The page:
Port Washington, WI (Off Shore) Steamer NIAGARA Burns, Sep 1856
AWFUL DISASTER ON LAKE MICHIGAN.
BURNING OF THE STEAMER NIAGARA.
FIFTY OR SIXTY LIVES REPORTED LOST.
Milwaukee, Thursday, Sept. 25.
The steamer NIAGARA, of the Collingwood line, was burnt near Port Washington, on Lake Michigan, last evening.
One hundred lives are reported lost.
Hon. JOHN B. MACY, of Michigan, is supposed to be amongst the lost.
The Captain (MILLER) was saved.
The Daily Sentinel Extra, says: The NIAGARA took fire four miles from Port Washington. In a short time she was consumed and sunk. The light was seen from here at 7 P.M. The steamer Traveler, bound here, went to the assistance of the burning boat. Her captain and officers exerted themselves to the utmost to save the lives of those on board the burning boat.
The following is a list of those saved by the Traveler:
HARVEY AINSWORTH, of Royalton, Vt.; J. B. CURTIS, of Steuben Co., N. Y.; HENRY LOCO, of Washington, Vt.; WM. HOAG, of Buffalo; JOHN HILL, of Colllingwood; H. CHAMBERS and lady, of Hamilton; J. LOCKE, of Waterbury, Vt.; HENRY LOCKE, do.; LEWIS HART, Utica, N. Y.; J. P. KENNEDY, St. Lawrence Co., N. Y.; JULIA KENNEDY, do.; C. D. WESTBROOK, of Green Bay, Wis.; DR. S. H. ALLEN, of Concord, N. H.; JAS. ROBINSON, of Knox Co., Ill.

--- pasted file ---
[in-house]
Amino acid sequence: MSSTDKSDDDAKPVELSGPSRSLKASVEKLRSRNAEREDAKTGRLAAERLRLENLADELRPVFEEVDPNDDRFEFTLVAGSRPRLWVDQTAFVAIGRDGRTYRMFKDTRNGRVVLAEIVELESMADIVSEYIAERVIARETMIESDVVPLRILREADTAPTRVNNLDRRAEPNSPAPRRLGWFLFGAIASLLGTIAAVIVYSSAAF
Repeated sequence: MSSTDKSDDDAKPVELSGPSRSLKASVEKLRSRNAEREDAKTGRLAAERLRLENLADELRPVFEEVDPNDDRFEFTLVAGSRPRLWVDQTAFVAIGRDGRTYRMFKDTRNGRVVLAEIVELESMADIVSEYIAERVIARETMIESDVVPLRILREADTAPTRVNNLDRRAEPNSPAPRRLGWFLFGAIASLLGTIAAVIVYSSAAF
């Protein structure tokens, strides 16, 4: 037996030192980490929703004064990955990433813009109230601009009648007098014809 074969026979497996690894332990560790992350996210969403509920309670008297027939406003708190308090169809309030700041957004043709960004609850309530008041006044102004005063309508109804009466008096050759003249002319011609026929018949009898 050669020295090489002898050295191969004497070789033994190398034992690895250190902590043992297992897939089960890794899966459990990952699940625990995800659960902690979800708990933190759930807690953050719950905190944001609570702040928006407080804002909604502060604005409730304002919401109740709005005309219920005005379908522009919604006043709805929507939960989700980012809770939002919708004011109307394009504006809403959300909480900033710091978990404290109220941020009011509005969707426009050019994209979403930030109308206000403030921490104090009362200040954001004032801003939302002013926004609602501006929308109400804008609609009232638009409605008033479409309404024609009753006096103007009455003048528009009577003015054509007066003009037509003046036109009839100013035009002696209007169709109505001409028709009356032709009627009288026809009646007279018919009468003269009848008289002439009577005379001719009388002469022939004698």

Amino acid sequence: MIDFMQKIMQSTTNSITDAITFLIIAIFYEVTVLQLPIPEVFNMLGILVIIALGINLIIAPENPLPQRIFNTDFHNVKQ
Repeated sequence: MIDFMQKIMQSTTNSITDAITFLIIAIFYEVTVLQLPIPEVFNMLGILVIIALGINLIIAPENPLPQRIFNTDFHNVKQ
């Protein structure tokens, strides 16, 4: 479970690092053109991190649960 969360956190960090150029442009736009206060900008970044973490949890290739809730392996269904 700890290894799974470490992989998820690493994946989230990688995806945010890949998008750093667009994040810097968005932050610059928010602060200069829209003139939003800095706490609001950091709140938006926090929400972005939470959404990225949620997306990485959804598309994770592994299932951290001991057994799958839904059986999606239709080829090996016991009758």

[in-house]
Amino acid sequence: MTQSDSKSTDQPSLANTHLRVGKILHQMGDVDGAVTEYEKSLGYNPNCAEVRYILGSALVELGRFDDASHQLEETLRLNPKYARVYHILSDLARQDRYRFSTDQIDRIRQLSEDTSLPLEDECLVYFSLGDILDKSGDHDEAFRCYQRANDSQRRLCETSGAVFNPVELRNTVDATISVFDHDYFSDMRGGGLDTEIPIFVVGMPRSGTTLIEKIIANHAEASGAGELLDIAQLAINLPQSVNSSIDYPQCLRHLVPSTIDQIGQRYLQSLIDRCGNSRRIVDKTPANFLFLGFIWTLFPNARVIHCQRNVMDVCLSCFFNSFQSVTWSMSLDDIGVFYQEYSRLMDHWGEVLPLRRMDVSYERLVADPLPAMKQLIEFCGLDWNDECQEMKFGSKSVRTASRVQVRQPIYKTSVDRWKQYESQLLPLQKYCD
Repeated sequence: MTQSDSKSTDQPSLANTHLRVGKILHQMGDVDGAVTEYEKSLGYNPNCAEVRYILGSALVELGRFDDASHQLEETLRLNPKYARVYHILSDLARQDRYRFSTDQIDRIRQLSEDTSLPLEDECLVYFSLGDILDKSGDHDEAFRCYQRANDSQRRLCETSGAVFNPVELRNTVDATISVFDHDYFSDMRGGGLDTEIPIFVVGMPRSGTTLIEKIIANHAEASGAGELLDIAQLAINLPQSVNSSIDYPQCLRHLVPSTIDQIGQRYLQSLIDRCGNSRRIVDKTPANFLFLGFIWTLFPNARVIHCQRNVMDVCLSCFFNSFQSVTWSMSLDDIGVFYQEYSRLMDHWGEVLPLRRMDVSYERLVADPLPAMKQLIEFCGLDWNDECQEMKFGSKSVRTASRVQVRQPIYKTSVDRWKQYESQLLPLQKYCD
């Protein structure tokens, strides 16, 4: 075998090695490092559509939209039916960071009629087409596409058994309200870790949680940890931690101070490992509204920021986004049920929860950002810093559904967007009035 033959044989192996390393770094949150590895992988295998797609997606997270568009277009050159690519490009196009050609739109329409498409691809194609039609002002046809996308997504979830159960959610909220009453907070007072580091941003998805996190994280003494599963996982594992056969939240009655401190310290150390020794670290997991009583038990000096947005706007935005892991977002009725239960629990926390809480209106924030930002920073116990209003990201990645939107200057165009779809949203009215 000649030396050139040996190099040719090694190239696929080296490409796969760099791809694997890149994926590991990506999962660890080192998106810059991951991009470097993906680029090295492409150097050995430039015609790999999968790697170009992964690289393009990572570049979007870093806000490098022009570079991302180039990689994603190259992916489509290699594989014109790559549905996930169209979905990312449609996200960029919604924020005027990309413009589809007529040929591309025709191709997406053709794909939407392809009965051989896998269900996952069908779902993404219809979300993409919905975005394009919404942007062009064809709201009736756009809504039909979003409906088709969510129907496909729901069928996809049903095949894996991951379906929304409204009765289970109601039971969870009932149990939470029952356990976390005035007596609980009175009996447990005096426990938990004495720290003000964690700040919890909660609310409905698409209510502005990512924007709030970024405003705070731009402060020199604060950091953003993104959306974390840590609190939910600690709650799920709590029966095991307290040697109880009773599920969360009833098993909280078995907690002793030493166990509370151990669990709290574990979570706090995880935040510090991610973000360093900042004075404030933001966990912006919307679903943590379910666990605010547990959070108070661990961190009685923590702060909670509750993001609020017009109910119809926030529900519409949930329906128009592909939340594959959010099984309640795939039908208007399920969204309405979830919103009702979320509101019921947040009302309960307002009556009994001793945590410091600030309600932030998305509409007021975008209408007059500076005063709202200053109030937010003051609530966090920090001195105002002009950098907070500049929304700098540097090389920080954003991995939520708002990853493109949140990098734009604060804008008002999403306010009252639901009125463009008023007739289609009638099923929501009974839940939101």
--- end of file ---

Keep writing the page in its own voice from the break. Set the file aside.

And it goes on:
HUGH KENNEDY lost his wife and daughter. There are three dead bodies at Port Washington, all ladies.
One had a ring marked Z.D.G. The NIAGARA had a very large freight, and there was not a pound saved. Captain F. S. MILLER and the crew were saved. The propeller Illinois and several sail vessels picked up a large number of the passengers. Hon. JOHN B. MACY is reported to have been on board the NIAGARA. The water was so cold that few could live in it.
A LATER DISPATCH.
Chicago, Thursday, Sept. 25.
The NIAGARA left Collingwood at 2 P.M. on Monday with between 150 and 175 passengers. Twenty-five left the boat at Sheboygan, where she arrived at 2 P.M. yesterday.
When two hours out from Sheboygan the passengers discovered fire issuing from the engine-room, and in a few minutes the whole cabin was in flames. The wildest consternation followed. The boats were lowered and all filled, but capsized, except one containing twenty passengers. Numbers jumped overboard and were instantly drowned.
The steamer Traveller was ten miles distant when the fire was discovered, but saved thirty persons.
The propeller Illinois, bound down, also picked up about thirty and landed them at Sheboygan.
A life-boat at Port Washington rescued twenty persons. Their names have not been received.
GEORGE HALEY, clerk of the NIAGARA, is supposed to be lost.
Probably fifty or sixty lives are lost in all.
There is a rumor in the city this afternoon that the fire was the work of an incendiary. It is stated that, immediately after the fire was discovered, a keg of powder exploded, blowing the flames in every direction.
The first engineer was not on board.
There is no telegraph to Port Washington or Sheboygan, and we have consequently to wait for a full list of those lost by the burning of the NIAGARA. Indeed, we may not bet it at all, as the passenger list was burned on board the boat.
The New York Times New York 1856-09-26